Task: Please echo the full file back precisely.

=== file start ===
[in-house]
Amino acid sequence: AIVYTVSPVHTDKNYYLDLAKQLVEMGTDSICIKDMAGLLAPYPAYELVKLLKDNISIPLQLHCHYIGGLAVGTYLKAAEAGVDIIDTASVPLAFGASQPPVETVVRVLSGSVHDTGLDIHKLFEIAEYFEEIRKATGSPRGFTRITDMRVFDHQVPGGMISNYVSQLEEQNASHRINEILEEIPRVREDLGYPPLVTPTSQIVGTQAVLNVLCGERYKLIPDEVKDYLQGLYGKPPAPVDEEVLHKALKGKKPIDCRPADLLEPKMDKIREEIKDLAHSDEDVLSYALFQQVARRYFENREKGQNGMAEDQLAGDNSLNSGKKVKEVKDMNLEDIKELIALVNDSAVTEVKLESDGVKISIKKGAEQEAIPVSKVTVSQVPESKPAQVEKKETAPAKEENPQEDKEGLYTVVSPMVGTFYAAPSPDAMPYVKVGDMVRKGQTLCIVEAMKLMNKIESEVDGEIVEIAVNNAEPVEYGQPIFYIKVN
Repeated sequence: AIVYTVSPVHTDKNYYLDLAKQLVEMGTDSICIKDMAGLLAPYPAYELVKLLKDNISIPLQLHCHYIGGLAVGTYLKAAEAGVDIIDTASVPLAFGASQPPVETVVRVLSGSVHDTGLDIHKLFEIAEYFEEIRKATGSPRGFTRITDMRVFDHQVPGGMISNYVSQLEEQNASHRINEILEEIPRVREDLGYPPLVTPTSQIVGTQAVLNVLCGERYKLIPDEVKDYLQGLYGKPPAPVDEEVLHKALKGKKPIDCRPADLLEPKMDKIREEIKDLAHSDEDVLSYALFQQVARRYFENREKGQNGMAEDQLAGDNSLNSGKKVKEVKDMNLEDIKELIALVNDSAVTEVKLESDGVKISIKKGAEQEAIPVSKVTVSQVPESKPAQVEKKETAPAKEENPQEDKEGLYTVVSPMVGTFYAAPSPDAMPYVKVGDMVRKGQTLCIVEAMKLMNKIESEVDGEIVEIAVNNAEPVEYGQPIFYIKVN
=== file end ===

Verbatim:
[in-house]
Amino acid sequence: AIVYTVSPVHTDKNYYLDLAKQLVEMGTDSICIKDMAGLLAPYPAYELVKLLKDNISIPLQLHCHYIGGLAVGTYLKAAEAGVDIIDTASVPLAFGASQPPVETVVRVLSGSVHDTGLDIHKLFEIAEYFEEIRKATGSPRGFTRITDMRVFDHQVPGGMISNYVSQLEEQNASHRINEILEEIPRVREDLGYPPLVTPTSQIVGTQAVLNVLCGERYKLIPDEVKDYLQGLYGKPPAPVDEEVLHKALKGKKPIDCRPADLLEPKMDKIREEIKDLAHSDEDVLSYALFQQVARRYFENREKGQNGMAEDQLAGDNSLNSGKKVKEVKDMNLEDIKELIALVNDSAVTEVKLESDGVKISIKKGAEQEAIPVSKVTVSQVPESKPAQVEKKETAPAKEENPQEDKEGLYTVVSPMVGTFYAAPSPDAMPYVKVGDMVRKGQTLCIVEAMKLMNKIESEVDGEIVEIAVNNAEPVEYGQPIFYIKVN
Repeated sequence: AIVYTVSPVHTDKNYYLDLAKQLVEMGTDSICIKDMAGLLAPYPAYELVKLLKDNISIPLQLHCHYIGGLAVGTYLKAAEAGVDIIDTASVPLAFGASQPPVETVVRVLSGSVHDTGLDIHKLFEIAEYFEEIRKATGSPRGFTRITDMRVFDHQVPGGMISNYVSQLEEQNASHRINEILEEIPRVREDLGYPPLVTPTSQIVGTQAVLNVLCGERYKLIPDEVKDYLQGLYGKPPAPVDEEVLHKALKGKKPIDCRPADLLEPKMDKIREEIKDLAHSDEDVLSYALFQQVARRYFENREKGQNGMAEDQLAGDNSLNSGKKVKEVKDMNLEDIKELIALVNDSAVTEVKLESDGVKISIKKGAEQEAIPVSKVTVSQVPESKPAQVEKKETAPAKEENPQEDKEGLYTVVSPMVGTFYAAPSPDAMPYVKVGDMVRKGQTLCIVEAMKLMNKIESEVDGEIVEIAVNNAEPVEYGQPIFYIKVN